New expectations may shift youth group conversations, but Christ still provides the answer.
One of the defining characteristics for today’s teens—who have grown up in a constantly connected, socially evolving world—is their desire for “safe spaces,” settings where they can expect inclusivity without fear of judgment.
In recent weeks, in the wake of the latest school shooting, we’ve also seen this generation speaking out for literal safe spaces.
The youth movement against gun violence reflects broader desires for safety and risk aversion among Generation Z—some of the characteristics making them distinct from even the millennials of the previous decade.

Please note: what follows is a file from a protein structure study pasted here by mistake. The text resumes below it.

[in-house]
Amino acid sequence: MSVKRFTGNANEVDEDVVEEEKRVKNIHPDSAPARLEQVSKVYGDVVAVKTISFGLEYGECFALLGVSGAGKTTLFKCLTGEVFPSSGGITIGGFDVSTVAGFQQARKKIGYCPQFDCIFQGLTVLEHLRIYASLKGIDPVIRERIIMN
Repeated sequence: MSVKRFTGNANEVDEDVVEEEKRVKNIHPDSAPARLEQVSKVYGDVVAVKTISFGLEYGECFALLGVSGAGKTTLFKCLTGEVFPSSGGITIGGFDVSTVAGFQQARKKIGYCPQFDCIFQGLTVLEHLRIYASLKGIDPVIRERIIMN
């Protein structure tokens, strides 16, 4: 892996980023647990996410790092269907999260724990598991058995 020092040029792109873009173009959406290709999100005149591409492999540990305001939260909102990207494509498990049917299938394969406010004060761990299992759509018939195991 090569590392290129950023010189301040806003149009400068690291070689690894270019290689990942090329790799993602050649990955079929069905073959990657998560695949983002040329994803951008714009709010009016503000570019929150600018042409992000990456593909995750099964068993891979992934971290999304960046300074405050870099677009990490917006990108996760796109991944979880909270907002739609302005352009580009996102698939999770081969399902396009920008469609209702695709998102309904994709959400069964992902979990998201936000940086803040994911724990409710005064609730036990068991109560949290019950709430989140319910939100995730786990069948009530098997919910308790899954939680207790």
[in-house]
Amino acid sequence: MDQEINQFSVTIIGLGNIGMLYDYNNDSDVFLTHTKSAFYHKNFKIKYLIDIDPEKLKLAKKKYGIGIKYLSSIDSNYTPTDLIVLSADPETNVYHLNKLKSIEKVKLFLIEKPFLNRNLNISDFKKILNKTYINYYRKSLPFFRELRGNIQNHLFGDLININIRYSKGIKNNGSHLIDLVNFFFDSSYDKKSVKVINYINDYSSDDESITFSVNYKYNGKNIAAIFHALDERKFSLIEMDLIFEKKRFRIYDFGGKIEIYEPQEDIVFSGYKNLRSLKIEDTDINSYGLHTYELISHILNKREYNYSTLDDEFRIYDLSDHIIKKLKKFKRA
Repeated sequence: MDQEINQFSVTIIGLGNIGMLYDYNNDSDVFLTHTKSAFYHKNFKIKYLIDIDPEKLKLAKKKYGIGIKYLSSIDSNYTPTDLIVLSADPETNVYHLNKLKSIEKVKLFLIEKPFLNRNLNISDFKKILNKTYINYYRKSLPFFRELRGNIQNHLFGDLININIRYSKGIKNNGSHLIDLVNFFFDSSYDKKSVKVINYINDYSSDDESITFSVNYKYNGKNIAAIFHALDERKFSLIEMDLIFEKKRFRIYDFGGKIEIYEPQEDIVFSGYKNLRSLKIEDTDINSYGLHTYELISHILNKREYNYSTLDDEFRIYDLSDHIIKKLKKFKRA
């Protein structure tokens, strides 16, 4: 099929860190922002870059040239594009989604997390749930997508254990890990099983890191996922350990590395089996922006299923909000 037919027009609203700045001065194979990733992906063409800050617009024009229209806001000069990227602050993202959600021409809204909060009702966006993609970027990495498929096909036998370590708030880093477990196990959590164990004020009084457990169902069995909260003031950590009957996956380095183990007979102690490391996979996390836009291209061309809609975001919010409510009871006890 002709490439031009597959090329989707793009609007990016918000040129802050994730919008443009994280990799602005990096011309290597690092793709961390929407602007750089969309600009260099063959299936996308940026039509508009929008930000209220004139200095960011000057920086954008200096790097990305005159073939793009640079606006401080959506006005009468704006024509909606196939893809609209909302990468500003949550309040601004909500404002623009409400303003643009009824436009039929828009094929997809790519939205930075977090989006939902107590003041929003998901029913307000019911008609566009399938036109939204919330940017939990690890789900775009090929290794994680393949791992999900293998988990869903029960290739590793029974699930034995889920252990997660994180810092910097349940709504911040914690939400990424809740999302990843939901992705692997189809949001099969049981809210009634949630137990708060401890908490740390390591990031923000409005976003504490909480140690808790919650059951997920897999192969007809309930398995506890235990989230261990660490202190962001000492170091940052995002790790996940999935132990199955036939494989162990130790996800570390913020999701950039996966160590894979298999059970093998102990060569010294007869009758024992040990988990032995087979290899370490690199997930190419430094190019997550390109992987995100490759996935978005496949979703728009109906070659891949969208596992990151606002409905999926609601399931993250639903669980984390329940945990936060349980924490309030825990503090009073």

This aspect of the Gen Z worldview often gets maligned by older generations, who sometimes dismiss safe spaces and trigger warnings as a result of an oversensitive “snowflake mentality.” However, youth leaders increasingly see the motivations beneath these values—care for others and compassion to understand others’ experiences—as significant for Christian ministry.
News coverage around the Parkland, Florida, shooting has shown us a new dimension to America’s youngest generation. Instead of viewing students through the lens of their social media dependency or pop culture proclivities, we saw them making headlines for challenging lawmakers on gun policy, speaking out on issues that matter to them, and rallying peers to their cause. (True to their stereotypes, Snapchat and other social media have played a significant role in this wave of activism.)
The current attention drawn to America’s youth gives church leaders an opportunity to better understand their motivations, fear, and convictions and prepare to address relevant issues in youth ministry settings as well.
“Generation Z values …